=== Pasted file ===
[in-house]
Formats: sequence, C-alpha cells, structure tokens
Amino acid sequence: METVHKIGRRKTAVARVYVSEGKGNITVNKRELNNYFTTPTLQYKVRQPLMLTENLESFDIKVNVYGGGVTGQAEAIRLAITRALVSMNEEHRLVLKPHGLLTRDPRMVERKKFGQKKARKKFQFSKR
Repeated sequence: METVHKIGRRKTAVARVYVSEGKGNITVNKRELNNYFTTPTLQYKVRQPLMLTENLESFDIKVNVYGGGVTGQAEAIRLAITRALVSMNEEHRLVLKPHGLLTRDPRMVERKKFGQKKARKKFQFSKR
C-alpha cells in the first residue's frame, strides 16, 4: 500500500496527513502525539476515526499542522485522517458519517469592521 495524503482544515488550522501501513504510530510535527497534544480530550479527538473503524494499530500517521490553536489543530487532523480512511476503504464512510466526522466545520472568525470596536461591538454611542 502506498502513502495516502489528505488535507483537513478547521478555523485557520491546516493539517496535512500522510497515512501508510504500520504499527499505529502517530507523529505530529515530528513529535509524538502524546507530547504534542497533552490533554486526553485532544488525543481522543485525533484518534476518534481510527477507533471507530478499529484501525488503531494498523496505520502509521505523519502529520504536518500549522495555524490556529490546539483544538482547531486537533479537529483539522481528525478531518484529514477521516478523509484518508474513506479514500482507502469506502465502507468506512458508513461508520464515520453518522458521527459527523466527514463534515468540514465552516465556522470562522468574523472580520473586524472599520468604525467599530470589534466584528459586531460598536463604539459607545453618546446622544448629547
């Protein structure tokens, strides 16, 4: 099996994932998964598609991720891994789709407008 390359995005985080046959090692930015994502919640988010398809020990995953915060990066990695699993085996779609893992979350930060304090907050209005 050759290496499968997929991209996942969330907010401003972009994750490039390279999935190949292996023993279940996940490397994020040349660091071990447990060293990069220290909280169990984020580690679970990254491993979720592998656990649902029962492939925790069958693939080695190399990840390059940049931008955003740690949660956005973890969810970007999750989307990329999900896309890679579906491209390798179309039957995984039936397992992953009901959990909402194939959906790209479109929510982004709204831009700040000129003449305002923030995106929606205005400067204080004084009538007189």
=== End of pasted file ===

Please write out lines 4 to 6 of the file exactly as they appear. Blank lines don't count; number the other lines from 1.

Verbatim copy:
Repeated sequence: METVHKIGRRKTAVARVYVSEGKGNITVNKRELNNYFTTPTLQYKVRQPLMLTENLESFDIKVNVYGGGVTGQAEAIRLAITRALVSMNEEHRLVLKPHGLLTRDPRMVERKKFGQKKARKKFQFSKR
C-alpha cells in the first residue's frame, strides 16, 4: 500500500496527513502525539476515526499542522485522517458519517469592521 495524503482544515488550522501501513504510530510535527497534544480530550479527538473503524494499530500517521490553536489543530487532523480512511476503504464512510466526522466545520472568525470596536461591538454611542 502506498502513502495516502489528505488535507483537513478547521478555523485557520491546516493539517496535512500522510497515512501508510504500520504499527499505529502517530507523529505530529515530528513529535509524538502524546507530547504534542497533552490533554486526553485532544488525543481522543485525533484518534476518534481510527477507533471507530478499529484501525488503531494498523496505520502509521505523519502529520504536518500549522495555524490556529490546539483544538482547531486537533479537529483539522481528525478531518484529514477521516478523509484518508474513506479514500482507502469506502465502507468506512458508513461508520464515520453518522458521527459527523466527514463534515468540514465552516465556522470562522468574523472580520473586524472599520468604525467599530470589534466584528459586531460598536463604539459607545453618546446622544448629547
């Protein structure tokens, strides 16, 4: 099996994932998964598609991720891994789709407008 390359995005985080046959090692930015994502919640988010398809020990995953915060990066990695699993085996779609893992979350930060304090907050209005 050759290496499968997929991209996942969330907010401003972009994750490039390279999935190949292996023993279940996940490397994020040349660091071990447990060293990069220290909280169990984020580690679970990254491993979720592998656990649902029962492939925790069958693939080695190399990840390059940049931008955003740690949660956005973890969810970007999750989307990329999900896309890679579906491209390798179309039957995984039936397992992953009901959990909402194939959906790209479109929510982004709204831009700040000129003449305002923030995106929606205005400067204080004084009538007189």